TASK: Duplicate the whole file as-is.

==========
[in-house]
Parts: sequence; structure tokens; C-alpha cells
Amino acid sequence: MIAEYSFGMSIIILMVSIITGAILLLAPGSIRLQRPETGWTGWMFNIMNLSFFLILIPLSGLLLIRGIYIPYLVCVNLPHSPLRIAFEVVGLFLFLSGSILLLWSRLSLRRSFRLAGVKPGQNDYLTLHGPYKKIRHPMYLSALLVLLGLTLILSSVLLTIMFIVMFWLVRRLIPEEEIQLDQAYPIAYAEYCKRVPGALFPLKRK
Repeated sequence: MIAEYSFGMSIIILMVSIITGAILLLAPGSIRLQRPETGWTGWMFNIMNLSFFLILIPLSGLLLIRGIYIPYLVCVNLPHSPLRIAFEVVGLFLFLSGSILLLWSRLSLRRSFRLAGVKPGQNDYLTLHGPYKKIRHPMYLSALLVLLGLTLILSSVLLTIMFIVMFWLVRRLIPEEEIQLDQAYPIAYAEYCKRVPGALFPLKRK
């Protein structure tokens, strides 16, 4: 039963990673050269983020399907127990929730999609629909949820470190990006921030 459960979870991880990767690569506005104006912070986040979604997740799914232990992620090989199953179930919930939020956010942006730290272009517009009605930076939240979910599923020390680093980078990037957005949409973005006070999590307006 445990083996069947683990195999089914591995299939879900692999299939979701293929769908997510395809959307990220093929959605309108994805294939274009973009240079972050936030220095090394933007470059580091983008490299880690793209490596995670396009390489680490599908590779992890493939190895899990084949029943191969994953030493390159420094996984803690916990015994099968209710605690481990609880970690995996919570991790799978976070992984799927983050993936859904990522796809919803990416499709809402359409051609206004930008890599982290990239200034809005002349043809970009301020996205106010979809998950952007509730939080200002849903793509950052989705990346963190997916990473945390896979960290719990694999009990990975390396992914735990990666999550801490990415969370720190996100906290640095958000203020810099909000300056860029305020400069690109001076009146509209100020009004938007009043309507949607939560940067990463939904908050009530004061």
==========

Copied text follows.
[in-house]
Parts: sequence; structure tokens; C-alpha cells
Amino acid sequence: MIAEYSFGMSIIILMVSIITGAILLLAPGSIRLQRPETGWTGWMFNIMNLSFFLILIPLSGLLLIRGIYIPYLVCVNLPHSPLRIAFEVVGLFLFLSGSILLLWSRLSLRRSFRLAGVKPGQNDYLTLHGPYKKIRHPMYLSALLVLLGLTLILSSVLLTIMFIVMFWLVRRLIPEEEIQLDQAYPIAYAEYCKRVPGALFPLKRK
Repeated sequence: MIAEYSFGMSIIILMVSIITGAILLLAPGSIRLQRPETGWTGWMFNIMNLSFFLILIPLSGLLLIRGIYIPYLVCVNLPHSPLRIAFEVVGLFLFLSGSILLLWSRLSLRRSFRLAGVKPGQNDYLTLHGPYKKIRHPMYLSALLVLLGLTLILSSVLLTIMFIVMFWLVRRLIPEEEIQLDQAYPIAYAEYCKRVPGALFPLKRK
């Protein structure tokens, strides 16, 4: 039963990673050269983020399907127990929730999609629909949820470190990006921030 459960979870991880990767690569506005104006912070986040979604997740799914232990992620090989199953179930919930939020956010942006730290272009517009009605930076939240979910599923020390680093980078990037957005949409973005006070999590307006 445990083996069947683990195999089914591995299939879900692999299939979701293929769908997510395809959307990220093929959605309108994805294939274009973009240079972050936030220095090394933007470059580091983008490299880690793209490596995670396009390489680490599908590779992890493939190895899990084949029943191969994953030493390159420094996984803690916990015994099968209710605690481990609880970690995996919570991790799978976070992984799927983050993936859904990522796809919803990416499709809402359409051609206004930008890599982290990239200034809005002349043809970009301020996205106010979809998950952007509730939080200002849903793509950052989705990346963190997916990473945390896979960290719990694999009990990975390396992914735990990666999550801490990415969370720190996100906290640095958000203020810099909000300056860029305020400069690109001076009146509209100020009004938007009043309507949607939560940067990463939904908050009530004061």